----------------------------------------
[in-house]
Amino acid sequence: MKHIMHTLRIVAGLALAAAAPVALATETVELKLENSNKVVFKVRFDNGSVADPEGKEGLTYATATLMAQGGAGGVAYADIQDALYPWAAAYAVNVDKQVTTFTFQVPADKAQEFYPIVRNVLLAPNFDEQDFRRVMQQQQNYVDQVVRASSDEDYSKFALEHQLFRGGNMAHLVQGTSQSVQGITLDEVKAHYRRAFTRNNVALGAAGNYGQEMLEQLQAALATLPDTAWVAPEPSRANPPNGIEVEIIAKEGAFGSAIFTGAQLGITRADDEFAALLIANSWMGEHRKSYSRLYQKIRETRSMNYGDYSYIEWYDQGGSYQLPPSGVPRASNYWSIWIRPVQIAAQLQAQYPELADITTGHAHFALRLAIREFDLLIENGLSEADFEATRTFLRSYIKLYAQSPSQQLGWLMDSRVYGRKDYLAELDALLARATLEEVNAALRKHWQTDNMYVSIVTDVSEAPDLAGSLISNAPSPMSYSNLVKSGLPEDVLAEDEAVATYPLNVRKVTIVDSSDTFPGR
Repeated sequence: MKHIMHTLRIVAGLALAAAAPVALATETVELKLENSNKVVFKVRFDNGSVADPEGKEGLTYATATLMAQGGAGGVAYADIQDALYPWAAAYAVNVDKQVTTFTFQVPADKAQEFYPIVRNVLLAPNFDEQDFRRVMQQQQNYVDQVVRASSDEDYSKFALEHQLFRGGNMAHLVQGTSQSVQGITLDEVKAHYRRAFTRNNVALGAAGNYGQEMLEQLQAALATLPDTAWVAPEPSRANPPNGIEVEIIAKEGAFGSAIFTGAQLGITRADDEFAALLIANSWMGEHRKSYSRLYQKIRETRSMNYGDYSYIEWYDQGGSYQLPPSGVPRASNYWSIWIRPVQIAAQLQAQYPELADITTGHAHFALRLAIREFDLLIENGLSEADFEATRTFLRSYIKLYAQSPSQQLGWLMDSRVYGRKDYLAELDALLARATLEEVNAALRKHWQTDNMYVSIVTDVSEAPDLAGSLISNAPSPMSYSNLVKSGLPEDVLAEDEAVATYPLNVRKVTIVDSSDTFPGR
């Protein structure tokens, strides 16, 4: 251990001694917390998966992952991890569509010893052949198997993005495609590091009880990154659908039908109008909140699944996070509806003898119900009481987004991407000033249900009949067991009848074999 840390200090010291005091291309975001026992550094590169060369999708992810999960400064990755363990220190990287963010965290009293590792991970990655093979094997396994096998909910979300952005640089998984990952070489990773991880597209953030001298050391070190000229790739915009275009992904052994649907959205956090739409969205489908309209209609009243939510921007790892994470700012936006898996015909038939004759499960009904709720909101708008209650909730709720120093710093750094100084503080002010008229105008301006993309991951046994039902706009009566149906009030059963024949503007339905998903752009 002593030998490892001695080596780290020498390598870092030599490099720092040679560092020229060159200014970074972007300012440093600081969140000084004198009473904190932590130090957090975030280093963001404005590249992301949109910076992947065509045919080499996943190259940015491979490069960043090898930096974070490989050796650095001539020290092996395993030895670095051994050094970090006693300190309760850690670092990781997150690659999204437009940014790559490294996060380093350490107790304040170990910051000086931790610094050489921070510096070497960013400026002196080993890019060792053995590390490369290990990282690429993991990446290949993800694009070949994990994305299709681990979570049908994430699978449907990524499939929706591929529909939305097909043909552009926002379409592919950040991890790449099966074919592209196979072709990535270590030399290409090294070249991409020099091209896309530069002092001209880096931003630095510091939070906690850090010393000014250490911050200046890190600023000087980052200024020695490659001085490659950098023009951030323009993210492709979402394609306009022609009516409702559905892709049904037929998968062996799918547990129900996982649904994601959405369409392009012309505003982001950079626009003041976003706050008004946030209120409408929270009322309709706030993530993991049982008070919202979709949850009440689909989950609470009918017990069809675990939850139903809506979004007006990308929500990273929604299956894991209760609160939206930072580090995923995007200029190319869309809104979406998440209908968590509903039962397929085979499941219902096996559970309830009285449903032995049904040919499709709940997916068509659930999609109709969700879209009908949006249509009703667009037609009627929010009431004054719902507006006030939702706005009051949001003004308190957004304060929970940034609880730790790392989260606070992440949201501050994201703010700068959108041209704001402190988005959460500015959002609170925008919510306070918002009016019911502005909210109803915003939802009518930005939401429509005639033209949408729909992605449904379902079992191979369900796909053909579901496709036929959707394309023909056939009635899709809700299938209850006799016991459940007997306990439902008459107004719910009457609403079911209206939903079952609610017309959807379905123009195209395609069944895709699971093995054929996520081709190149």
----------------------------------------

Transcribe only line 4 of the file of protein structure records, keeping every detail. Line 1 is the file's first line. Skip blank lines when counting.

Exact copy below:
């Protein structure tokens, strides 16, 4: 251990001694917390998966992952991890569509010893052949198997993005495609590091009880990154659908039908109008909140699944996070509806003898119900009481987004991407000033249900009949067991009848074999 840390200090010291005091291309975001026992550094590169060369999708992810999960400064990755363990220190990287963010965290009293590792991970990655093979094997396994096998909910979300952005640089998984990952070489990773991880597209953030001298050391070190000229790739915009275009992904052994649907959205956090739409969205489908309209209609009243939510921007790892994470700012936006898996015909038939004759499960009904709720909101708008209650909730709720120093710093750094100084503080002010008229105008301006993309991951046994039902706009009566149906009030059963024949503007339905998903752009 002593030998490892001695080596780290020498390598870092030599490099720092040679560092020229060159200014970074972007300012440093600081969140000084004198009473904190932590130090957090975030280093963001404005590249992301949109910076992947065509045919080499996943190259940015491979490069960043090898930096974070490989050796650095001539020290092996395993030895670095051994050094970090006693300190309760850690670092990781997150690659999204437009940014790559490294996060380093350490107790304040170990910051000086931790610094050489921070510096070497960013400026002196080993890019060792053995590390490369290990990282690429993991990446290949993800694009070949994990994305299709681990979570049908994430699978449907990524499939929706591929529909939305097909043909552009926002379409592919950040991890790449099966074919592209196979072709990535270590030399290409090294070249991409020099091209896309530069002092001209880096931003630095510091939070906690850090010393000014250490911050200046890190600023000087980052200024020695490659001085490659950098023009951030323009993210492709979402394609306009022609009516409702559905892709049904037929998968062996799918547990129900996982649904994601959405369409392009012309505003982001950079626009003041976003706050008004946030209120409408929270009322309709706030993530993991049982008070919202979709949850009440689909989950609470009918017990069809675990939850139903809506979004007006990308929500990273929604299956894991209760609160939206930072580090995923995007200029190319869309809104979406998440209908968590509903039962397929085979499941219902096996559970309830009285449903032995049904040919499709709940997916068509659930999609109709969700879209009908949006249509009703667009037609009627929010009431004054719902507006006030939702706005009051949001003004308190957004304060929970940034609880730790790392989260606070992440949201501050994201703010700068959108041209704001402190988005959460500015959002609170925008919510306070918002009016019911502005909210109803915003939802009518930005939401429509005639033209949408729909992605449904379902079992191979369900796909053909579901496709036929959707394309023909056939009635899709809700299938209850006799016991459940007997306990439902008459107004719910009457609403079911209206939903079952609610017309959807379905123009195209395609069944895709699971093995054929996520081709190149």